By JAN LARSON McLAUGHLIN
BG Independent News
Two years ago, the Ohio State Fair stopped allowing the confederate flag to be displayed or sold at the fairgrounds in Columbus. No blanket ruling was made for other fair operations in the state.
Some county fairs in Ohio joined suit, and ruled that confederate flags would no longer be allowed on grounds. Others – like Wood County Fair – continue to allow confederate flags to be flown, displayed and sold by private vendors.
“I think it’s something they at least should take into consideration,” Doris Herringshaw, president of the Wood County Board of Commissioners, said of the ban adopted by other county fair boards. “Given what’s happening in the country, it’s important to take a serious look at it.”
Multiple calls to fair board members were not returned.
Karen Wood, a Bowling Green citizen, noticed confederate flags at the Wood County fair earlier this month and asked that they be removed. The fair board met to discuss the request and decided to take no action, Wood said.
This was a battle already fought by Wood County residents, Wood said.
“Union Hill and Oak Grove Cemeteries are full of Union veterans who fought the racist traitors of the Confederacy,” she said.
So Wood took the present-day battle to Facebook, to a meeting of Not In Our Town Bowling Green last week, and to a community rally on Sunday to stand with the residents of Charlottesville, Virginia.
“I was shocked at the number of confederate flags,” Wood said to the crowd gathered Sunday on the city’s Wooster Green. “We’re Charlottesville, we just haven’t had a car drive through at crowd yet.”
Wood encouraged others at the rally to write letters to the Wood County Agricultural Society Board, asking the group to ban confederate flags on the fairgrounds.
“I refuse to get used to it,” she said. “If they’re not banning confederate flags, they are condoning them.”
Racists often defend the confederate flag as a symbol of state’s rights, Wood said. But as Gordon Ray, a Southern historian pointed out, the Confederate states were established explicitly to preserve and expand the institution of slavery, she said. Alexander Stephens, the Confederacy’s vice president, said the same in 1861, in unambiguous terms, Wood said.
History teacher Joe Boyle, of Bowling Green, also balked at the notion that confederate flags should be revered historic symbols. At Sunday’s rally, Boyle said the nation needs to own its role in slavery. He said it “chafes” him every time he sees a confederate flag. Though he loves history, he suggested people seek out true historic heroes – those who found against slavery in the Civil War and against the Nazis in World War II.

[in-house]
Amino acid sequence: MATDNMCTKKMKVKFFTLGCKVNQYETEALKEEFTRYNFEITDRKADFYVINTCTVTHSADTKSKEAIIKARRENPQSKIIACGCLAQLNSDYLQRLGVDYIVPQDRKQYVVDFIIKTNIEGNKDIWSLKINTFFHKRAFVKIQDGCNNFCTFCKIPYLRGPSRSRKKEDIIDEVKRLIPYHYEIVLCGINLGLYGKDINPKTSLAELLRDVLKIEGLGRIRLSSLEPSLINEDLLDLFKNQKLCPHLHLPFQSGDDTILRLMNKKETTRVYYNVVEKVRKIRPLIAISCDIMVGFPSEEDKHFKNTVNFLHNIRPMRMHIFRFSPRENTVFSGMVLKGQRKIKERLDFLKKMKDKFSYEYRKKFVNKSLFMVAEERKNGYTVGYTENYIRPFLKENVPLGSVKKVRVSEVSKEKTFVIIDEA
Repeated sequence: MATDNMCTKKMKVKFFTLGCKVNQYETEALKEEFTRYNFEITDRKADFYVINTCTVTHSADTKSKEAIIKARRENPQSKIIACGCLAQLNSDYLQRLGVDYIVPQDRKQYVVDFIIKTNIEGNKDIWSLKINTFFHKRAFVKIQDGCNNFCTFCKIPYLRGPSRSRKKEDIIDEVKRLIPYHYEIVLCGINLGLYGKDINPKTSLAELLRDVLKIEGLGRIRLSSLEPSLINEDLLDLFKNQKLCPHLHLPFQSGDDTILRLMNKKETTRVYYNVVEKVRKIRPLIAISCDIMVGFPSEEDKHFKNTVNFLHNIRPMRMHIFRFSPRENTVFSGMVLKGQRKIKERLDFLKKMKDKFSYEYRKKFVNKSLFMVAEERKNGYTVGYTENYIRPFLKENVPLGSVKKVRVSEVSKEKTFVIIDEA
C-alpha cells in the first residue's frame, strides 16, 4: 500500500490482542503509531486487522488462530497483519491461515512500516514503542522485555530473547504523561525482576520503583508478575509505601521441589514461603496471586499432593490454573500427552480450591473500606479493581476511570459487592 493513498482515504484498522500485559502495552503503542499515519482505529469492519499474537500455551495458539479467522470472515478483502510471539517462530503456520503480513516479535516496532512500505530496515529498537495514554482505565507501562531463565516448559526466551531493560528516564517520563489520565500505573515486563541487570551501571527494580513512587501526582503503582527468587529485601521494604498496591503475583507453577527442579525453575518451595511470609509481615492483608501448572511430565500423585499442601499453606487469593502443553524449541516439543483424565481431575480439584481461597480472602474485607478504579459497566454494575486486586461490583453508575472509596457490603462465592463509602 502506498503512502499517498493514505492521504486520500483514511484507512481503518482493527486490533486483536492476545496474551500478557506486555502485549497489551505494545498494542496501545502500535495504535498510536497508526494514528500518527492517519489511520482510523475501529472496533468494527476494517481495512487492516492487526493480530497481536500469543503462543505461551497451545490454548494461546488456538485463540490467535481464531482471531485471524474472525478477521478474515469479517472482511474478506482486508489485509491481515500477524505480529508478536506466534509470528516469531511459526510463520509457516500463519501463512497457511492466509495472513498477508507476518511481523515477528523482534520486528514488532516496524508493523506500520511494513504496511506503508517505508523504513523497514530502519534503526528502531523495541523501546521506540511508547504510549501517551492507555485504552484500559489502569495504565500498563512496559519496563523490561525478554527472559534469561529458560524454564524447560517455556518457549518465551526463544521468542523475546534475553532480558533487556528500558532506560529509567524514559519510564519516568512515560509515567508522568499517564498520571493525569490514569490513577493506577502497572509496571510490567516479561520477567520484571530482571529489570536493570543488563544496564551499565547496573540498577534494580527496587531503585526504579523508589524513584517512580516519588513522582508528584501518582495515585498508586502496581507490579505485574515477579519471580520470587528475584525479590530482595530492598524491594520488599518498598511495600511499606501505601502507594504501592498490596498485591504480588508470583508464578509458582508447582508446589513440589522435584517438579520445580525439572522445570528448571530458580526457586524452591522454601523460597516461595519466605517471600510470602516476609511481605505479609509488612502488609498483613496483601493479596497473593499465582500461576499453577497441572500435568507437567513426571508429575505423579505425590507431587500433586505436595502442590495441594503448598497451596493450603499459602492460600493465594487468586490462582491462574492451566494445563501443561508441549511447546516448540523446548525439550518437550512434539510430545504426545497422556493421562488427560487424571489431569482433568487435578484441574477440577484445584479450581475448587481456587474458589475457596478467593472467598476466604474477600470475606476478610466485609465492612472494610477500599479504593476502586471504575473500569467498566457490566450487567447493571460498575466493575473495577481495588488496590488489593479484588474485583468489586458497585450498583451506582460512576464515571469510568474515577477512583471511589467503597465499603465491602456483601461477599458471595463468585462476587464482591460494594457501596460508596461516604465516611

“The heroes we need are among us,” Boyle said, listing off soldiers from the region who played roles in fighting racism in both wars.
Wood questioned how those local veterans feel about the confederate flag being flown on their fairgrounds.
“It is time for our Wood County Agricultural Society Board to think carefully about the image it wishes to present,” Wood said.
The fair board’s website lists policies for the fair, but none mention confederate flags. Following is a list of general fair board policies as listed on the organization’s website:
- No pets allowed on fairgrounds.
- No bicycles, skateboards, roller blades, or roller skates allowed on the fairgrounds during the fair.
- No weapons in buildings.
- The Wood County Fair, its agents, servants, and employees shall not be held liable in case of injury to exhibitors, concessionaires, or the public on the grounds or in the buildings from any cause whatsoever while on the grounds of the Wood County Fair.
- Every possible protection and courtesy will be extended to all at the Wood County Fair, but the Wood County Fair Board/Wood County Agricultural Society will not be responsible for any loss or exhibits, animals, or equipment in case of fire, theft, or from loss from any other cause.
- The committee and fair board cannot be responsible for exhibits lost, damaged or left at the fair, however, exhibits will be protected as much as possible.
- No laser beams articles of any type allowed on the fairgrounds.
- No political posters or displays permitted outside of booths and/or political buildings.
“I have been attending county fairs for over 50 years. Sadly, this one will be my last. I hope other Wood County citizens who find this flag abhorrent will think seriously about attending events where this flag is flown,” Wood stated.